5/6/09

Involuntary Immersion

Haspin Acres, in scenic Laurel, Indiana, bills itself as "750 acres of wooded hills and trails for your use and enjoyment," and welcomes "anyone who is looking to have a great time being safe and getting dirty!" This is an accurate assessment of the offerings, since the hundreds of miles of trails and two -- count 'em, two -- motocross tracks, complete with jumps and everything, ensure you'll have fun and the one -- count it, one -- big creek running through the center ensures you'll get dirty.

Tom and I arrived on Sunday at around 1:00. Last year, we brought my bike as well, and Tom's was wearing street tires, but this time we wised up. Pulled in with a knobby-shod Suzuki DR350, mounted to the back of a Chevy Trailblazer support vehicle, complete with two toolboxes and a cooler stocked with ice water. Stepped out of the truck in a shiny yellow Aerostich suit, stuffed to the gills with impact-resistant padding and abrasion-resistant fabric panels. You'd have thought we knew what we were doing or something.

After seeing me ride off for the first couple yards, though, you'd have known different. It was my first time on knobby tires, and darn near my first time on real dirt. So unlike the indestructible pre-teens who zoomed hither and yon astride their purpose-built, featherweight dirt bikes and 4-wheelers, many dressed only in shorts and a tank top plus sneakers and a helmet, I proceeded with caution.

The ruts and channels in the battered surface of the park bore little resemblance to even the worst paved road you ever drove on, with random criss-crossing grooves a foot deep or more, and with every application of the throttle I had to decide whether to dodge the next rut or ride in it. All while dodging trees and branches. In unfamiliar territory. On completely unmarked trails. Some featuring blind turns and two-story drop-offs. Or jeep-sized mudpits (see picture of what happened to somebody else) with the consistency of tar. And a section called "Devil's Backbone."

I was exploring alone, as well, partially because Tom and I were taking turns on the bike, having only one truly dirt-worthy mount between us, and partially because Tom -- in a completely uncharacteristic equipment oversight -- forgot his helmet.

So while Captain Kline headed out to town in search of some cranial protection, I wandered the woods on the DR. I kept seeing other riders in the distance, or sometimes buzzing past in big dusty herds, and couldn't help noticing they were all covered in dirt. And though I was having a lot of fun testing my skills on ever-steeper and narrower paths, crawling up root-strewn ascents with my newfound knobby-enhanced traction, I was gleaming clean still and knew I wouldn't be doing any hardcore mudding like those guys.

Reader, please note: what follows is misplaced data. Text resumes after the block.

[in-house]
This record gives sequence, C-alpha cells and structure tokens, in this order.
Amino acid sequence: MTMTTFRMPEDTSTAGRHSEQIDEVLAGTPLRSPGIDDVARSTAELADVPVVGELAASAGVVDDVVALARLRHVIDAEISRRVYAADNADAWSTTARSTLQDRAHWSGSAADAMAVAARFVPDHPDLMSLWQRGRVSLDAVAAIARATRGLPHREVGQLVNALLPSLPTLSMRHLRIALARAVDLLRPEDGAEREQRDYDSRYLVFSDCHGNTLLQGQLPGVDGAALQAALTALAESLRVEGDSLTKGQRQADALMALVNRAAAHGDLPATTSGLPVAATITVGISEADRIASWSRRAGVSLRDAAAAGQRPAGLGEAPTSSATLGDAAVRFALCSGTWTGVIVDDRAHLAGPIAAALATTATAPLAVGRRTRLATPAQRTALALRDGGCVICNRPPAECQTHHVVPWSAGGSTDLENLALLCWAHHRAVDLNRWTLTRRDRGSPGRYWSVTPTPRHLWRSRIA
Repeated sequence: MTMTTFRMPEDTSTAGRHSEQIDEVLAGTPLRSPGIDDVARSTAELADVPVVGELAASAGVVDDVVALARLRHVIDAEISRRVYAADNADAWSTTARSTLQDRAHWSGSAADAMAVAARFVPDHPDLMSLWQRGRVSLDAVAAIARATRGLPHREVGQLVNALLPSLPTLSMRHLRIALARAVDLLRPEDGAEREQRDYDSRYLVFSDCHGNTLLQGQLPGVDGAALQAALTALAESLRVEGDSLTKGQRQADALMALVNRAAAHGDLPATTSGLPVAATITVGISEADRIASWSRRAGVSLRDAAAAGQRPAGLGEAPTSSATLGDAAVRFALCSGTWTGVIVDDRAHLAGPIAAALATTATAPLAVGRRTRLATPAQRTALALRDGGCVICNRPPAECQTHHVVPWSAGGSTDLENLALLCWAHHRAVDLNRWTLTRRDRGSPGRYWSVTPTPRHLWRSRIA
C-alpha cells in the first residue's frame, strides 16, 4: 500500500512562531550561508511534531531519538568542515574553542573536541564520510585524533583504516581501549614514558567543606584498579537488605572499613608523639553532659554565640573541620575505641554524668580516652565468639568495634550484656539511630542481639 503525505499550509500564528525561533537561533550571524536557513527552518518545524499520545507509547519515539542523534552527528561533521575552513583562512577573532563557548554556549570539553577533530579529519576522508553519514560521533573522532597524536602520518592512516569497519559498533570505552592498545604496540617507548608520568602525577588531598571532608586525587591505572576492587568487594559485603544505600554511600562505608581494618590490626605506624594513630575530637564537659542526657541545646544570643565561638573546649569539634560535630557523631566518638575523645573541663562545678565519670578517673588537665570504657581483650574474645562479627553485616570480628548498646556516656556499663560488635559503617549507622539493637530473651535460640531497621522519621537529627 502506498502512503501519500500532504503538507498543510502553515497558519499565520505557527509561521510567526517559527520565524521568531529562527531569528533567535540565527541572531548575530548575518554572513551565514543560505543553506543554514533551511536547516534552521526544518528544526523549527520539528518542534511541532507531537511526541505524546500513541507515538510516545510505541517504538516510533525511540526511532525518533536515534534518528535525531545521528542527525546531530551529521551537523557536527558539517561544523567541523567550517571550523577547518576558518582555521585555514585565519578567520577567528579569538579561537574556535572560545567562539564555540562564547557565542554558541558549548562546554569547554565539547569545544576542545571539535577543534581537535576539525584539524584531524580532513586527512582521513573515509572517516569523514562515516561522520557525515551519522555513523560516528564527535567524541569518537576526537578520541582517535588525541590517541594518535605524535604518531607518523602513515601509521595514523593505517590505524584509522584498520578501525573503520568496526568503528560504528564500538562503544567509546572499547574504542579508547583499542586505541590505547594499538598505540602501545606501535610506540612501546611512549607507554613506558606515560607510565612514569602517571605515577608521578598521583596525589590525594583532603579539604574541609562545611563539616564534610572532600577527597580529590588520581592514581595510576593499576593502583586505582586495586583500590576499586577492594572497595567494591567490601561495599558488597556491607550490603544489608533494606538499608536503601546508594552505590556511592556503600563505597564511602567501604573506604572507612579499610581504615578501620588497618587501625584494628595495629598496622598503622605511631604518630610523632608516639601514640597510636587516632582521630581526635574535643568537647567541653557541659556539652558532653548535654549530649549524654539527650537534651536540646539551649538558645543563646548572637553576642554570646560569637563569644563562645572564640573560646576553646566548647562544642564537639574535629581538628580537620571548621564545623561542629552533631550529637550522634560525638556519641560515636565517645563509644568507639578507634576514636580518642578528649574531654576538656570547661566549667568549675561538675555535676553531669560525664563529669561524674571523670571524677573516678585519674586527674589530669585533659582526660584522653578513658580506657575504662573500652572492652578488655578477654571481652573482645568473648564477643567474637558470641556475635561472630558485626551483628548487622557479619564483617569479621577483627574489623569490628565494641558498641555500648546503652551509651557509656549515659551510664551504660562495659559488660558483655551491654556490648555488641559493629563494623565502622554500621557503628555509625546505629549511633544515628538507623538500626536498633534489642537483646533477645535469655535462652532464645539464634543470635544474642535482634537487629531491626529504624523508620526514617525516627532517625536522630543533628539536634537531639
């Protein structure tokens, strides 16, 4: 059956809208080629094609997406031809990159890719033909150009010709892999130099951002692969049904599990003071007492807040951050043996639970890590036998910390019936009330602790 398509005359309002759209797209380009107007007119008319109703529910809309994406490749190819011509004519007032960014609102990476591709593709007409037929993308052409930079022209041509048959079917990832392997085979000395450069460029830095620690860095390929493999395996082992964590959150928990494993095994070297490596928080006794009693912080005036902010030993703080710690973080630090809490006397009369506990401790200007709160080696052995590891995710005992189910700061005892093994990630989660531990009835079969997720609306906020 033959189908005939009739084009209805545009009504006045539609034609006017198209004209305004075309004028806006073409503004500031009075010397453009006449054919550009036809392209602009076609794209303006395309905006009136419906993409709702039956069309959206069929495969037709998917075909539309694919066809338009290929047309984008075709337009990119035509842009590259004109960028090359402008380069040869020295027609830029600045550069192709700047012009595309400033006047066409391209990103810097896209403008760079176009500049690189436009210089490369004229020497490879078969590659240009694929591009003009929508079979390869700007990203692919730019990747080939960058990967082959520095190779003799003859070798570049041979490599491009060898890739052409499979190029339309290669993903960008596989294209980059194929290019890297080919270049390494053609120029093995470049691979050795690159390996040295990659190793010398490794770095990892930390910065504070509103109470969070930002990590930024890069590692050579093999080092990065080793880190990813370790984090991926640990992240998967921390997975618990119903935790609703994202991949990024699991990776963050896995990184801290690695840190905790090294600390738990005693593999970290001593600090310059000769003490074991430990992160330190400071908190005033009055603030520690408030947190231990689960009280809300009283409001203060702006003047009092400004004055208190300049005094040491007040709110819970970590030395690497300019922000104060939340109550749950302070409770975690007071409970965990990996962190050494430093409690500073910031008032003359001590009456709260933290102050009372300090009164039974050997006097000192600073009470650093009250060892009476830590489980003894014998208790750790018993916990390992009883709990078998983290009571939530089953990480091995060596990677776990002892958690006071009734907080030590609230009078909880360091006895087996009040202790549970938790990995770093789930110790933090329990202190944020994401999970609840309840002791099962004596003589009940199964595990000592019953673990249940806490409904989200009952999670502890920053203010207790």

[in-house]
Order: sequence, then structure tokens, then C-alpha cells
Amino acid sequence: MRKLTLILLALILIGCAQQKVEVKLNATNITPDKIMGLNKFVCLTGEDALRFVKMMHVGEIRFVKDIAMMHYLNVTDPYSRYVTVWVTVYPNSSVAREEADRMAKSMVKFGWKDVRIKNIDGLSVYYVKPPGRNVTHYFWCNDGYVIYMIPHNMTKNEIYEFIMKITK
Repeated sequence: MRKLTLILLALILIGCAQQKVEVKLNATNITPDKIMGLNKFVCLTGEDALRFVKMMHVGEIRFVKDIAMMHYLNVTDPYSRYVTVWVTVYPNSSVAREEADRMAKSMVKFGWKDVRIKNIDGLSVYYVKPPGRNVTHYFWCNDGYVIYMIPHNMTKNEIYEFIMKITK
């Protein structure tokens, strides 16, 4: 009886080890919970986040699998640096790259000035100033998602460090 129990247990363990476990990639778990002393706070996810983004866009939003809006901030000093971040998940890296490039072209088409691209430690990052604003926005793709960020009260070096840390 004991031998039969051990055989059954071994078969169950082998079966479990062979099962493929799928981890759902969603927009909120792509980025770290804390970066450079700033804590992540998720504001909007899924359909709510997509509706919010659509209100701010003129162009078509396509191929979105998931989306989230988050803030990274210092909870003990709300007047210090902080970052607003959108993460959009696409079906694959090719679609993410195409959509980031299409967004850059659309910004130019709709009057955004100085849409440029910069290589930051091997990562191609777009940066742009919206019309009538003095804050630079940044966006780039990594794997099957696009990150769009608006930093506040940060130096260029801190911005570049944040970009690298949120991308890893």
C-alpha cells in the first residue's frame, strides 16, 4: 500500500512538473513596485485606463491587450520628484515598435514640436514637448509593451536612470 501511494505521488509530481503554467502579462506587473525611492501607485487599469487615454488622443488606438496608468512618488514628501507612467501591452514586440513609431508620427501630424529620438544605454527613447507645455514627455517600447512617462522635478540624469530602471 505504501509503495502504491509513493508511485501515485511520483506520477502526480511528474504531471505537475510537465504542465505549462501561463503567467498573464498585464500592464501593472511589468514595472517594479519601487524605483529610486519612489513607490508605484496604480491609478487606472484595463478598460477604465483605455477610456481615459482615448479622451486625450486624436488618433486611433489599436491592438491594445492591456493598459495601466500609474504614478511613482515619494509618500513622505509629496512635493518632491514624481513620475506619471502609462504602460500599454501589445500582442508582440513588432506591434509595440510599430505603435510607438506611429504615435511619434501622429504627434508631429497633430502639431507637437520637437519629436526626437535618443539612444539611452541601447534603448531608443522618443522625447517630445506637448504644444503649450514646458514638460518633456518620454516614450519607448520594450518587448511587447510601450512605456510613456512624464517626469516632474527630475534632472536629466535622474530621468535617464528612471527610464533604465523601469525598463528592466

No, thanks, I'll just stick to the dry trails and the high ground, ambling around by my lonesome until Tom gets back for his turn. No sweat.

After about 45 minutes, of course, I was hopelessly lost. Having fruitlessly flagged down a line of ATVers in hopes of being pointed toward the entrance ("No, we don't really know either. We just ride.") I got myself stranded in a low-lying bowl of dirt, into which three or four tributaries of the creek seemed to flow. Every way out except the way I came in would involve fording a stream at least a foot wide, something I wasn't sure the DR or my riding skills were up to. And the way I came in was too steep for the bike to climb -- it had been almost too deep for the brakes to even slow the bike on the way down.

But what are you gonna do, you know?

I assessed the most welcoming approach and gassed the bike in that direction. I had to thread the tires between a couple of muddy pools, which didn't seem to present much difficulty. What would be tough was to get up enough speed to make it up the hill and out.

This turned out not to be an issue, though, since I lost traction somewhere between the puddles, tried to put a foot down to steady the bike, realized I'd just stepped into maybe 20 inches of mud and splashed down into said puddle -- bike, suit, helmet and all.

The funny thing was that it didn't hurt at all: the mud was so forgiving it was like falling into bed. Except that once I had done it I was lying on my side with a running motorcycle on top of me. (Pretty though it may be, in its own, battered and brutal way, it turns out I *would* kick that Suzuki out of bed. If I could.) I struggled to get the bike upright, my feet refusing to budge from the muck. It took half my strength just to extricate myself, leaving little to use in the wrestling match against 300 lbs of slippery metal and plastic.

I half worried someone would come by and see me, and half worried they wouldn't.